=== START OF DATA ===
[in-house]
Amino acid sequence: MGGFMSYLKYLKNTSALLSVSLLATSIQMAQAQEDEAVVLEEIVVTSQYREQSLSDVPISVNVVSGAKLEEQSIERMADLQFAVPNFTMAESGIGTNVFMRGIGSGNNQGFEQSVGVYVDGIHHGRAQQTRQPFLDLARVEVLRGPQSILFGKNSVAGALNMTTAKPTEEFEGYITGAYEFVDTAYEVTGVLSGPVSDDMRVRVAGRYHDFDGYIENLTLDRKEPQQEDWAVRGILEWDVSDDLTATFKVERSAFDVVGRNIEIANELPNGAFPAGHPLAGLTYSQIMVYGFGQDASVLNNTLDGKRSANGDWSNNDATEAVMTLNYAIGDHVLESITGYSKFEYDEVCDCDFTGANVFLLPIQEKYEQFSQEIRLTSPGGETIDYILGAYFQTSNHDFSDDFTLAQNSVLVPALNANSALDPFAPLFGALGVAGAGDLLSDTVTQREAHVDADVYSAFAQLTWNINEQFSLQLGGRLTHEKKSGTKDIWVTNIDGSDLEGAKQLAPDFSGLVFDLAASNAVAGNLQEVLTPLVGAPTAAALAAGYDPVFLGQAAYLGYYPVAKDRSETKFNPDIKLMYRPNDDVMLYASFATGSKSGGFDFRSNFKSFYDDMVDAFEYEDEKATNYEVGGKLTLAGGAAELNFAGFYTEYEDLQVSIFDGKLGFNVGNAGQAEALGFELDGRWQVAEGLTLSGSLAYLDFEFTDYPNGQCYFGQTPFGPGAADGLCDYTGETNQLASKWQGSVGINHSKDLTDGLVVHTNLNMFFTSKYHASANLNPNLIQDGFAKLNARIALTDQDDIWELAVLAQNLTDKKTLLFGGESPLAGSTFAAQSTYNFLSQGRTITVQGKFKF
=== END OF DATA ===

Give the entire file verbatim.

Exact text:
[in-house]
Amino acid sequence: MGGFMSYLKYLKNTSALLSVSLLATSIQMAQAQEDEAVVLEEIVVTSQYREQSLSDVPISVNVVSGAKLEEQSIERMADLQFAVPNFTMAESGIGTNVFMRGIGSGNNQGFEQSVGVYVDGIHHGRAQQTRQPFLDLARVEVLRGPQSILFGKNSVAGALNMTTAKPTEEFEGYITGAYEFVDTAYEVTGVLSGPVSDDMRVRVAGRYHDFDGYIENLTLDRKEPQQEDWAVRGILEWDVSDDLTATFKVERSAFDVVGRNIEIANELPNGAFPAGHPLAGLTYSQIMVYGFGQDASVLNNTLDGKRSANGDWSNNDATEAVMTLNYAIGDHVLESITGYSKFEYDEVCDCDFTGANVFLLPIQEKYEQFSQEIRLTSPGGETIDYILGAYFQTSNHDFSDDFTLAQNSVLVPALNANSALDPFAPLFGALGVAGAGDLLSDTVTQREAHVDADVYSAFAQLTWNINEQFSLQLGGRLTHEKKSGTKDIWVTNIDGSDLEGAKQLAPDFSGLVFDLAASNAVAGNLQEVLTPLVGAPTAAALAAGYDPVFLGQAAYLGYYPVAKDRSETKFNPDIKLMYRPNDDVMLYASFATGSKSGGFDFRSNFKSFYDDMVDAFEYEDEKATNYEVGGKLTLAGGAAELNFAGFYTEYEDLQVSIFDGKLGFNVGNAGQAEALGFELDGRWQVAEGLTLSGSLAYLDFEFTDYPNGQCYFGQTPFGPGAADGLCDYTGETNQLASKWQGSVGINHSKDLTDGLVVHTNLNMFFTSKYHASANLNPNLIQDGFAKLNARIALTDQDDIWELAVLAQNLTDKKTLLFGGESPLAGSTFAAQSTYNFLSQGRTITVQGKFKF